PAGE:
Meme stocks, cryptocurrencies, and ‘get-rich-quick’ schemes
In what has been dubbed a "meme stock frenzy," the online finance community took the world by storm.
What exactly is a meme stock?
To comprehend the concept of a meme stock, one must first comprehend the meme. A meme is a hilarious thought that spreads throughout the cultural zeitgeist. This is common in internet forums as a static image, fashion, stories, phrases, and so on. A tweet can also become a meme. Thus, a meme stock is one that has increased in value not because of how the company is functioning, but because of a meme that has gone viral, causing many people to invest.
Those unfamiliar with memes and online culture were taken aback when the stock of GameStop, an American electronics retailer, unexpectedly rose. Its stock price rose by hundreds of dollars in a matter of days. Young investors and techies from all around the world rushed to get a piece of the action.
The oddest aspect of this entire situation is that GameStop was on the verge of bankruptcy before its stock exploded. The average American was taken aback when they learned of the rise in GameStop stock. The corporation had been closing hundreds of storefronts around the country, most likely because many gamers shop online. No one saw this coming unless they were aware of the online discussion.
Where does cryptocurrency fit into all of this?
Soon after the GameStop debacle, another meme stock arose. The value of Dogecoin, a cryptocurrency similar to Bitcoin, increased by 200%.
It makes no difference whether GameStop or Dogecoin are worth that amount. In fact, most meme stocks' valuations often do not correspond to price swings. The market's volatility (in terms of meme stocks and cryptocurrencies) is totally attributable to a completely new financial area.
People are learning about new and inventive methods to invest their money through platforms like TikTok, Reddit, and Robinhood, where stock market dialogue is taking place in diverse corners of the internet.
Traders on Reddit, a social news and conversation website, have a huge influence on what new investors do with their money. For example, many young people opted to invest in Dogecoin after reading about it on Reddit forums. Because anyone can post anything on Reddit, using it as a replacement for financial advice is problematic (and potentially harmful). This means that unverified and untrustworthy news can spread at an incredible rate with the touch of a mouse.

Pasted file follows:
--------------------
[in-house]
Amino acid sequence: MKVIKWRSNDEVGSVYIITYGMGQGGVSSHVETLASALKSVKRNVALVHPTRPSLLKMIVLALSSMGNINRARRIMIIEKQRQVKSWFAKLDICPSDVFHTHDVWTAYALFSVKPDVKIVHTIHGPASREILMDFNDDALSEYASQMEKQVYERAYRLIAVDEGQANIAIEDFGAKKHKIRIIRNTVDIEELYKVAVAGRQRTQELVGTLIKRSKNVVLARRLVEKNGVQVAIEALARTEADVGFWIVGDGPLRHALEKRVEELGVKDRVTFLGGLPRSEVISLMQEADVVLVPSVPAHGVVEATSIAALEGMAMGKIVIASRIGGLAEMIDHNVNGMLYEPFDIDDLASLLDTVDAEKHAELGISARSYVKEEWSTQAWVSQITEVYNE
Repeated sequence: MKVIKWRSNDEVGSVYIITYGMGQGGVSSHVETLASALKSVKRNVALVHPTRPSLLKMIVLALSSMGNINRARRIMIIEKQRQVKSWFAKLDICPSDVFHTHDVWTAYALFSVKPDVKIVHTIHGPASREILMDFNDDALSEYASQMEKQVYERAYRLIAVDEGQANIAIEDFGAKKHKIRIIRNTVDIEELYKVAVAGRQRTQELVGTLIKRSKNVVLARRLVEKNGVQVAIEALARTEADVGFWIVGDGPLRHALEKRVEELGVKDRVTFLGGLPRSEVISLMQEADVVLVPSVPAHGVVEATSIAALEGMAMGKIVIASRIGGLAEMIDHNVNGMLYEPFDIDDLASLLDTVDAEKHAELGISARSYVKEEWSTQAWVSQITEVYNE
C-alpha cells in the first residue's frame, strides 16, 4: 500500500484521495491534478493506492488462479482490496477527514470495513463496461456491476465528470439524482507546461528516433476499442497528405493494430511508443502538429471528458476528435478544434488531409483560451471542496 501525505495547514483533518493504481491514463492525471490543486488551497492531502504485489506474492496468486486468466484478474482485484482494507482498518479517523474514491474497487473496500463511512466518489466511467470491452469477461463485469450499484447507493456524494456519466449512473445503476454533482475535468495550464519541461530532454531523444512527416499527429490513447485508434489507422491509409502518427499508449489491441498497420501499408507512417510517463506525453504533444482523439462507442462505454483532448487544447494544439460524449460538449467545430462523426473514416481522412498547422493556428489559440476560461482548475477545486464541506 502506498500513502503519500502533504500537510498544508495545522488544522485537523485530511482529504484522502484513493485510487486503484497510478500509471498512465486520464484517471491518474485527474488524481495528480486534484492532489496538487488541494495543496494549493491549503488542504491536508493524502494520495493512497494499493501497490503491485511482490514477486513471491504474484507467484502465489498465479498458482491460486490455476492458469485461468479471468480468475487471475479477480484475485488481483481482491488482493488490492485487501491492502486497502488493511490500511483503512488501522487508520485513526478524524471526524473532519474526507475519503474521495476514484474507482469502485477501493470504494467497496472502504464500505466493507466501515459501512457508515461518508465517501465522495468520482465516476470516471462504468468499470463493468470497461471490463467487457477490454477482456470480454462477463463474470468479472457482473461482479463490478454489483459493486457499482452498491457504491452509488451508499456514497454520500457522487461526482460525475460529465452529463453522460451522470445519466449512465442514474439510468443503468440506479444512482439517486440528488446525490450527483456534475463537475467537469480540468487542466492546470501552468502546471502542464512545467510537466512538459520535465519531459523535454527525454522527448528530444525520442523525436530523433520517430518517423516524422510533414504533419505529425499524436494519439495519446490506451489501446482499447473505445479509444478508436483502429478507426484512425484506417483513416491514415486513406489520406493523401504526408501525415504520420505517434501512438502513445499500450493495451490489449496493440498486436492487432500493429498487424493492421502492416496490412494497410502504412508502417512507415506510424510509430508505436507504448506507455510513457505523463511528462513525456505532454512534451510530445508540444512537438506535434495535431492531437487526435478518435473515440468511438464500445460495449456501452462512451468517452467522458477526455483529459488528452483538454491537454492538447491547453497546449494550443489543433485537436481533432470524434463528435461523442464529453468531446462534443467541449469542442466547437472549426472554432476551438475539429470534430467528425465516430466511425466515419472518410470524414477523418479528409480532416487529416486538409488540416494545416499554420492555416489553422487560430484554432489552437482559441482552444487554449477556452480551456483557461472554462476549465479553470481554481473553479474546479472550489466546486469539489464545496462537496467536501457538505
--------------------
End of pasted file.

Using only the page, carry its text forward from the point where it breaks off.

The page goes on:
Why are meme stocks important?
What these young investors might not have comprehended at the time of their investment was that Dogecoin was launched as a joke. It was intended as a satirical piece of performance art to comment on the unpredictability of cryptocurrencies (and the chance of it seeing returns), but it turned out to be a meme in and of itself. It had even appropriated a popular meme as its emblem (the face of the Shiba Inu dog from the 'doge' meme). That's quite meta (and clever) of them.
The most memorable meme, though, is what happened next. Following the discovery of Dogecoin, Reddit users who follow the crypto discussion boards flocked to Robinhood. Robinhood is an app for stock trading and investing that allows users to purchase and sell cryptocurrency. What the Dogecoin creators did not expect was for their joke currency to be regarded as a legitimate prospect by many.
Perhaps the fact that cryptocurrency is so easily available is contributing to its growing appeal. Anyone with a smart device and an internet connection can take part. The question is whether this is a step in the right direction or a step back. New investors interested in the digital evolution of trade see this as a chance to seize power from Wall Street, the City of London, and the traditional financial system. However, the danger here is that the redistributed authority will fall into the hands of inexperienced and unqualified individuals.
What do meme stocks and cryptocurrencies portend for the future of finance?
All meme stocks have one thing in common: they promote hazardous investment tactics for people who don't have much to invest in the first place. Many people have claimed that meme stocks are nothing more than 'get-rich-quick' schemes. They offer enormous returns on tiny investments (which are exceedingly doubtful). However, these tiny investments are not so small to rookie investors, which is why such schemes can be harmful.
Some people who acquired Dogecoin before all the fanfare ended up making enough money. And, of course, the creators of cryptocurrencies such as Dogecoin, Bitcoin, and Ethereum have. However, too much enthusiasm causes stock prices to fluctuate. When the buzz fades, so does the money. This is untrustworthy and, as previously stated, risky for the typical trader.
So many people have succumbed to the meme stock frenzy. If crypto isn't just a passing fad and remains around (and it appears that culture is trending in that way), there will be more casualties. Many people may experience returns, and cryptocurrency trading may even produce a one-time millionaire. However, without the appropriate advice, this will not be the case for the average trader. As a result, you must consult with your financial advisor.
How can you be ready?
Those who seek financial guidance and investing recommendations on social media miss out on the personalised experience that Expat Beleggen gives. We are not all in the same financial situation, so how can a one-size-fits-all solution work for everyone? The answer is no, it will not. If you are interested in these types of investments, your financial consultant can conduct risk assessments and develop a strategy for you.